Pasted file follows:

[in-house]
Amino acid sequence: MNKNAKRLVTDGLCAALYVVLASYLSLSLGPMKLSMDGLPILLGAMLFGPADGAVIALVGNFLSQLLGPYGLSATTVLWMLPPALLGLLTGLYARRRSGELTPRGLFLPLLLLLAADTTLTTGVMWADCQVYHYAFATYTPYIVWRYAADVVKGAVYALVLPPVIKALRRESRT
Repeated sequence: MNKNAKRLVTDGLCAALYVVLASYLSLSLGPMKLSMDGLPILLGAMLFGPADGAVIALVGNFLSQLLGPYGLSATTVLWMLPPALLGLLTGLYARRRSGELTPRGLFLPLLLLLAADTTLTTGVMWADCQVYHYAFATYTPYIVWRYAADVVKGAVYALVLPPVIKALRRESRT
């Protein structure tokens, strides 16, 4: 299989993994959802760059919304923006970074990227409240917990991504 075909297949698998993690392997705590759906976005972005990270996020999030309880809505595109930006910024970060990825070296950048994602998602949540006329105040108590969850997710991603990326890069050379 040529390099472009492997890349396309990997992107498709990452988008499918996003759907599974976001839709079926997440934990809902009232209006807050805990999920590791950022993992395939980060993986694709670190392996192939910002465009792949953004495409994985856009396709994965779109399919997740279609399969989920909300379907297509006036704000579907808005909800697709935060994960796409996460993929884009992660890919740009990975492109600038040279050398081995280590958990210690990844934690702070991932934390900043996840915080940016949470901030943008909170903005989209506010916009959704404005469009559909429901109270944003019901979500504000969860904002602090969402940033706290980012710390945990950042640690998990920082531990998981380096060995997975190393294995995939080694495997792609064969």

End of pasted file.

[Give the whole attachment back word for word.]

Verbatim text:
[in-house]
Amino acid sequence: MNKNAKRLVTDGLCAALYVVLASYLSLSLGPMKLSMDGLPILLGAMLFGPADGAVIALVGNFLSQLLGPYGLSATTVLWMLPPALLGLLTGLYARRRSGELTPRGLFLPLLLLLAADTTLTTGVMWADCQVYHYAFATYTPYIVWRYAADVVKGAVYALVLPPVIKALRRESRT
Repeated sequence: MNKNAKRLVTDGLCAALYVVLASYLSLSLGPMKLSMDGLPILLGAMLFGPADGAVIALVGNFLSQLLGPYGLSATTVLWMLPPALLGLLTGLYARRRSGELTPRGLFLPLLLLLAADTTLTTGVMWADCQVYHYAFATYTPYIVWRYAADVVKGAVYALVLPPVIKALRRESRT
């Protein structure tokens, strides 16, 4: 299989993994959802760059919304923006970074990227409240917990991504 075909297949698998993690392997705590759906976005972005990270996020999030309880809505595109930006910024970060990825070296950048994602998602949540006329105040108590969850997710991603990326890069050379 040529390099472009492997890349396309990997992107498709990452988008499918996003759907599974976001839709079926997440934990809902009232209006807050805990999920590791950022993992395939980060993986694709670190392996192939910002465009792949953004495409994985856009396709994965779109399919997740279609399969989920909300379907297509006036704000579907808005909800697709935060994960796409996460993929884009992660890919740009990975492109600038040279050398081995280590958990210690990844934690702070991932934390900043996840915080940016949470901030943008909170903005989209506010916009959704404005469009559909429901109270944003019901979500504000969860904002602090969402940033706290980012710390945990950042640690998990920082531990998981380096060995997975190393294995995939080694495997792609064969």